Not anymore. There’s a world of specialty lines designed for any and all situations and there are all sorts of bugs we call streamers ranging in size and weight and design. Some are designed to push water, some are designed to swim, and some are designed to dive to the depths and can be fished either by stripping or jigging. It’s a world of fly fishing unto its self. Some Love it. Some hate it. Few are indifferent. It’s a passion of ours and it’s one we’re more than happy to share with anyone who asks.

It’s all right here, right now. Dry Fly Fishing, Bobber Fishing, Streamer Fishing, Swinging….Fall is FLY FISHING on the MO and beyond.

The shop is open daily at 7 AM with lodging and guides available most days. Traffic has slowed for the most part though it still seems to come in waves. The nice weather will continue to generate some activity though many have shifted their focus to hunting so crowds won’t be an issue until spring.

Get out and enjoy this awesome autumn on the Missouri.

Livingston Area Fishing Report by Fly Fish Montana (October 21, 2021)

This Montana fishing report is valid from October 21 through the close of the Yellowstone Park season at sunset on November 7.

The brown trout are now spawning in earnest on all rivers and streams that hold them, while many waters are now too low and cold to fish well. These two extremes put a bit of a constriction on the fishing for the next few weeks (which gets worse the colder it gets). That said, in between the two extremes fishing can be very good.

On waters holding brown trout, avoid areas of ankle to thigh-deep gravel and small cobble with consistent walking-speed current. These are spawning areas and it is unethical to target fish in these areas. In addition, walking through them can kill hundreds or thousands of eggs. “Catch and release” doesn’t do much good when you destroy the next generation. If you don’t know how to avoid redds (spawning nests), you should clink the link you just read past, courtesy Gink and Gasoline. There are still plenty of pre-spawn browns in areas of deep, slow water as well as faster boulder-bottomed water, and that says nothing about the resident trout and even run-up rainbows that follow the browns to eat their eggs. On Wednesday last week, Walter caught seventy trout in four hours of fishing, and only eight of them were run-up browns, none from spawning areas.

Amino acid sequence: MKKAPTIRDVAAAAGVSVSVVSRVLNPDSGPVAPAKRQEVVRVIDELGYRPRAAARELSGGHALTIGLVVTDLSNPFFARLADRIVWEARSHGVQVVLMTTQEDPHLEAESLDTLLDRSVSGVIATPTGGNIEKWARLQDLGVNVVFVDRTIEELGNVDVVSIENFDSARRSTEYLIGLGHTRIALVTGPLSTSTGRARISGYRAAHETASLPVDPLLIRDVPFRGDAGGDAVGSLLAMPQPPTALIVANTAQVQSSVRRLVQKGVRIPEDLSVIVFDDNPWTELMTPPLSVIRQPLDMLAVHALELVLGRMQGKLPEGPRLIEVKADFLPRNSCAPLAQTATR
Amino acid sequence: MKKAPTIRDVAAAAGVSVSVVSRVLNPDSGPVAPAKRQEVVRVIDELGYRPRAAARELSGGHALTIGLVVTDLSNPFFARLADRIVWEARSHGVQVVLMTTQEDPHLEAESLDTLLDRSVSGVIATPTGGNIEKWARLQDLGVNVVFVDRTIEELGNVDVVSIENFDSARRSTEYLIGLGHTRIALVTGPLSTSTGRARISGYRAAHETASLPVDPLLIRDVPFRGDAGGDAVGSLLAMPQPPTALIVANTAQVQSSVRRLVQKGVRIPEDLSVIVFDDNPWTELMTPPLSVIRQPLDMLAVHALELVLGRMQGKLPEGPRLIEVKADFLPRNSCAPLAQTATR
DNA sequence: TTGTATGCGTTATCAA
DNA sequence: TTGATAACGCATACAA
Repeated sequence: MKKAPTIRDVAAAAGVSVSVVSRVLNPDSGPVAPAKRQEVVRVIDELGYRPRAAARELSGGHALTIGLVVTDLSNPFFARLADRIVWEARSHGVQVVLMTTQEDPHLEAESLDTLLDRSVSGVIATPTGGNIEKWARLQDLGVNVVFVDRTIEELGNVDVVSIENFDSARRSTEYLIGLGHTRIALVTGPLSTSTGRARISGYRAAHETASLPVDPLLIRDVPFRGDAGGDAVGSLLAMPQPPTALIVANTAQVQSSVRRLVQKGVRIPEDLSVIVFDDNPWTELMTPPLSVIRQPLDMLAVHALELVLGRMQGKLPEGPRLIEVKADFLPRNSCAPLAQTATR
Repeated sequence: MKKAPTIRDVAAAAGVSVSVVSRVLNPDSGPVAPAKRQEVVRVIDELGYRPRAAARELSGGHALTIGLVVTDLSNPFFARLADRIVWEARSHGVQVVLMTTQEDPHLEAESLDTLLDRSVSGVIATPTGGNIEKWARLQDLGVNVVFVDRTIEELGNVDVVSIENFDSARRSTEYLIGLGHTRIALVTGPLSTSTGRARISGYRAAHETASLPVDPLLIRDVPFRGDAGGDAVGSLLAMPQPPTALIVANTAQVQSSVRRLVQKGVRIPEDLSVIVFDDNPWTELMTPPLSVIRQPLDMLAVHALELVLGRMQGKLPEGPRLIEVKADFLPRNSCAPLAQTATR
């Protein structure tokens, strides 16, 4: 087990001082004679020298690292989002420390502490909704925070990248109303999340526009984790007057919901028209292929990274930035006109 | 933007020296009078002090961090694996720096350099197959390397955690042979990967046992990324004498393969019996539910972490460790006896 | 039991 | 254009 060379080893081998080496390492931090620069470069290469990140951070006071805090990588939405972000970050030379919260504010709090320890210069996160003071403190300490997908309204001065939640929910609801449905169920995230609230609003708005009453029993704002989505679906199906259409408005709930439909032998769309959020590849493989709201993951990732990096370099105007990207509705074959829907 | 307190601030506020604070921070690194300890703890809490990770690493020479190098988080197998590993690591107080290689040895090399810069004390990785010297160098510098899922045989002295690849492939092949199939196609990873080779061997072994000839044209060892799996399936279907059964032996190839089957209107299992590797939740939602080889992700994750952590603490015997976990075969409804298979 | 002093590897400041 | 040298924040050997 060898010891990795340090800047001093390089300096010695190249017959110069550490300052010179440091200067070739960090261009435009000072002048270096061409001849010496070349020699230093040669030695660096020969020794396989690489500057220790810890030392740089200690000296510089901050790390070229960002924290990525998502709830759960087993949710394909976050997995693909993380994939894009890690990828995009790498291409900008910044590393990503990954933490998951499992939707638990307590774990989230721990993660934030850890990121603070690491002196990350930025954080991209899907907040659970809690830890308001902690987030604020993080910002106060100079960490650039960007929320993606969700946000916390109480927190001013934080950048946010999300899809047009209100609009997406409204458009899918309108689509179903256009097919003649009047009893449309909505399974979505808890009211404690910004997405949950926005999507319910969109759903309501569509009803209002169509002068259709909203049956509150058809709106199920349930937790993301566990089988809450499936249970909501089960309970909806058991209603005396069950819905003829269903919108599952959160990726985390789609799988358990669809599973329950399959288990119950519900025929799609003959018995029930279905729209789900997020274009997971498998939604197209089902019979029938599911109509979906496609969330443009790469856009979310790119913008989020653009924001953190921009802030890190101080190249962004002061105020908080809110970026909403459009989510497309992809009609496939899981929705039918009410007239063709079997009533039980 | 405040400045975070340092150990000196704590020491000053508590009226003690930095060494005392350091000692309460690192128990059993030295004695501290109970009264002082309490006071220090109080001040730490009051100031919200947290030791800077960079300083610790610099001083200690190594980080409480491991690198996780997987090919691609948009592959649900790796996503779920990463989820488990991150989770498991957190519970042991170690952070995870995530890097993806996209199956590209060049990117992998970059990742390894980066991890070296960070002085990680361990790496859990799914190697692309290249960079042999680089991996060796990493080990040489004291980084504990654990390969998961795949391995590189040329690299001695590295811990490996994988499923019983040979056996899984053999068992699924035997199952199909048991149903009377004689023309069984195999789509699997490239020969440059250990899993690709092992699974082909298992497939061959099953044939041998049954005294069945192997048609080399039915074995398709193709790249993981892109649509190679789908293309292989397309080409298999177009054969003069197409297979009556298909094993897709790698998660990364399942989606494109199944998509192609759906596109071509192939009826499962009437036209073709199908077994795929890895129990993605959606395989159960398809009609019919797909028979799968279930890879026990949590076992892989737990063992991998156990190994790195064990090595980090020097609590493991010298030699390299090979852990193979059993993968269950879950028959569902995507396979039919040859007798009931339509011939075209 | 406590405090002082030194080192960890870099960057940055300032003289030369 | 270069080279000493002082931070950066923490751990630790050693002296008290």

In general, fishing will be better in the afternoon and evening than first thing in the morning, unless you’re throwing streamers on sunny days for those pre-spawn browns. Hatches will concentrate on calm and especially calm and cloudy days provided it isn’t too cold. Except maybe in the Firehole River, dry fly fishing is starting to get very shaky as water temps drop. We’re basically fishing subsurface now, and unless you see risers we suggest you do, too.

Overall, fishing quality is at a 0-9 out of 10, with quality depending on being on the right water when the weather is both tolerable and not too bright. The following are top fisheries right now. Use the reports menu to visit specific reports pages. All reports were updated on October 9. The Yellowstone River and YNP reports were updated today and are the most important fisheries.

  • The Yellowstone River is primarily a streamer, stonefly nymph, BWO nymph, and egg game now unless you see rising trout. Any hatches will be BWO and midges. It’s a good idea now to dead-drift a small streamer under an indicator with a BWO nymph dropper until you see hatches, or float a 5-mile section and get out to wade-fish good runs by swinging streamers. Mornings will be slow for numbers but may produce large fish. Afternoons will give the best shot at numbers.
  • Private Lakes are in some cases closed as their owners prepare for elk hunting, but those that are open will produce lots of big fish on nymphs and streamers.
  • Geothermal Rivers in YNP may produce BWO hatches. Of these, the Firehole is the best choice if you’re looking for surface activity. Crowds should be falling off as more and more people either leave town or fixate entirely on brown trout. There may also be hatches on the Gardner, Gibbon, or Madison, though these will be less consistent.
  • The Madison, Lower Gibbon, Lower Firehole, Lewis, and Gardner Rivers all host brown trout spawning runs. Of these the Lewis River Channel between Lewis & Shoshone Lakes and the Madison are the most consistent but also the most crowded. The Lower Firehole and Gardner will be less crowded but usually not un-crowded. The Gibbon falls somewhere in the middle. Nymphs of various sizes work well on all these waters (smallest on the shallow, clear Lewis). On the Madison, streamers and large soft hackles can also work.
  • Further afield, the lower Gallatin, lower Madison, Jefferson, and Missouri between Toston Dam and Canyon Ferry Reservoir can also produce browns now, but they hold many fewer (but in some cases bigger) fish.